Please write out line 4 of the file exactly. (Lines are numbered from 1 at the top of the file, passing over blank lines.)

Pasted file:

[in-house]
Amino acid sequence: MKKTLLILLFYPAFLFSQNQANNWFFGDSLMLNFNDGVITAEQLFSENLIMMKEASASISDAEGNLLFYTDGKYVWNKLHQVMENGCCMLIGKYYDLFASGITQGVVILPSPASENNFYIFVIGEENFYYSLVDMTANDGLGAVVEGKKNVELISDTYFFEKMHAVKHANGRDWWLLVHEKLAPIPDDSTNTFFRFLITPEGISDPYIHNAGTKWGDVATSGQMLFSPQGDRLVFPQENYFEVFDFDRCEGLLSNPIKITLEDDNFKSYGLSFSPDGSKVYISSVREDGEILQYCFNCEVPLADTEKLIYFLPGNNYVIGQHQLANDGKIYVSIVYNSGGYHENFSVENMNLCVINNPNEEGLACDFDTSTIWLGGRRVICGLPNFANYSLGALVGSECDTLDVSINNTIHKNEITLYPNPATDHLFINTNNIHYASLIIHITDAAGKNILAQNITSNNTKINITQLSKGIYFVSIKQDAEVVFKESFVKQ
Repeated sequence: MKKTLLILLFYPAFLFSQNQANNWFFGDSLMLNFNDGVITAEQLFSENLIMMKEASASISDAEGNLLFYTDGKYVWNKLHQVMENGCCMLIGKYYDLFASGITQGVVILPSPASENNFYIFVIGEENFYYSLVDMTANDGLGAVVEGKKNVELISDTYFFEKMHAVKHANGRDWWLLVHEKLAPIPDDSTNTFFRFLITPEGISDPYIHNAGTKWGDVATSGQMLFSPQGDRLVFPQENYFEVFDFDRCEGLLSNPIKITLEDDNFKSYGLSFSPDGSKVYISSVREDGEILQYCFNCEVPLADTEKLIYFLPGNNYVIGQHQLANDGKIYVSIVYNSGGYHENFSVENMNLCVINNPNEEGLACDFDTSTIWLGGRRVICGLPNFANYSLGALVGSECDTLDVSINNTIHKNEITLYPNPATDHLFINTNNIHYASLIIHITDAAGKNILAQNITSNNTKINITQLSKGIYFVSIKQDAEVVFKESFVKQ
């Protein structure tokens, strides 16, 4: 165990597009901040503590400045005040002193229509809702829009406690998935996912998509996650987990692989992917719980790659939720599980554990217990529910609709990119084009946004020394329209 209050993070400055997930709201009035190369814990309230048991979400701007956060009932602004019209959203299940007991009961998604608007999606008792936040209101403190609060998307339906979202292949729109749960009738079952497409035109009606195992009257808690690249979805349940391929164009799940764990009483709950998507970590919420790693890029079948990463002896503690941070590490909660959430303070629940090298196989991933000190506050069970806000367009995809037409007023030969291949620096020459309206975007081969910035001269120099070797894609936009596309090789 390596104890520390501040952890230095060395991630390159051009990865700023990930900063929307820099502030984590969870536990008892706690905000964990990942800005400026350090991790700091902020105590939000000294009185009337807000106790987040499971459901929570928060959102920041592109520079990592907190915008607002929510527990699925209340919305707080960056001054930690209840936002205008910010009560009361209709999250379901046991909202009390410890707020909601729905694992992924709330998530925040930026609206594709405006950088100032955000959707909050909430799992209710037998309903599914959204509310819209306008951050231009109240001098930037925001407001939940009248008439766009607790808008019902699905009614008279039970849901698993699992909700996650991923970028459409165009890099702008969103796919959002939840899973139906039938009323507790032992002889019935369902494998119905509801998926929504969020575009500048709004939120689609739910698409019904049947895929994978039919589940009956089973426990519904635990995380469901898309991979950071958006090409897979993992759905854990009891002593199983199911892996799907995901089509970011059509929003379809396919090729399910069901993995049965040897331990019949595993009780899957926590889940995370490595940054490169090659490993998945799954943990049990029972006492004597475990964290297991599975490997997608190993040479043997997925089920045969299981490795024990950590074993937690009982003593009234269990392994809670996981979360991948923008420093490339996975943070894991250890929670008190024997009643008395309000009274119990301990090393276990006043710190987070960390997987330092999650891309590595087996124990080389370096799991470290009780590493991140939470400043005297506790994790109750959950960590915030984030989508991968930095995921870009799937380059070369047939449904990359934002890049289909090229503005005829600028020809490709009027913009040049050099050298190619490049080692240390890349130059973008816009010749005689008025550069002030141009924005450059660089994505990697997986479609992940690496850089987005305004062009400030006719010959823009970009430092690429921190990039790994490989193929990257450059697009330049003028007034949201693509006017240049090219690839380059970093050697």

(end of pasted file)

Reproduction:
């Protein structure tokens, strides 16, 4: 165990597009901040503590400045005040002193229509809702829009406690998935996912998509996650987990692989992917719980790659939720599980554990217990529910609709990119084009946004020394329209 209050993070400055997930709201009035190369814990309230048991979400701007956060009932602004019209959203299940007991009961998604608007999606008792936040209101403190609060998307339906979202292949729109749960009738079952497409035109009606195992009257808690690249979805349940391929164009799940764990009483709950998507970590919420790693890029079948990463002896503690941070590490909660959430303070629940090298196989991933000190506050069970806000367009995809037409007023030969291949620096020459309206975007081969910035001269120099070797894609936009596309090789 390596104890520390501040952890230095060395991630390159051009990865700023990930900063929307820099502030984590969870536990008892706690905000964990990942800005400026350090991790700091902020105590939000000294009185009337807000106790987040499971459901929570928060959102920041592109520079990592907190915008607002929510527990699925209340919305707080960056001054930690209840936002205008910010009560009361209709999250379901046991909202009390410890707020909601729905694992992924709330998530925040930026609206594709405006950088100032955000959707909050909430799992209710037998309903599914959204509310819209306008951050231009109240001098930037925001407001939940009248008439766009607790808008019902699905009614008279039970849901698993699992909700996650991923970028459409165009890099702008969103796919959002939840899973139906039938009323507790032992002889019935369902494998119905509801998926929504969020575009500048709004939120689609739910698409019904049947895929994978039919589940009956089973426990519904635990995380469901898309991979950071958006090409897979993992759905854990009891002593199983199911892996799907995901089509970011059509929003379809396919090729399910069901993995049965040897331990019949595993009780899957926590889940995370490595940054490169090659490993998945799954943990049990029972006492004597475990964290297991599975490997997608190993040479043997997925089920045969299981490795024990950590074993937690009982003593009234269990392994809670996981979360991948923008420093490339996975943070894991250890929670008190024997009643008395309000009274119990301990090393276990006043710190987070960390997987330092999650891309590595087996124990080389370096799991470290009780590493991140939470400043005297506790994790109750959950960590915030984030989508991968930095995921870009799937380059070369047939449904990359934002890049289909090229503005005829600028020809490709009027913009040049050099050298190619490049080692240390890349130059973008816009010749005689008025550069002030141009924005450059660089994505990697997986479609992940690496850089987005305004062009400030006719010959823009970009430092690429921190990039790994490989193929990257450059697009330049003028007034949201693509006017240049090219690839380059970093050697």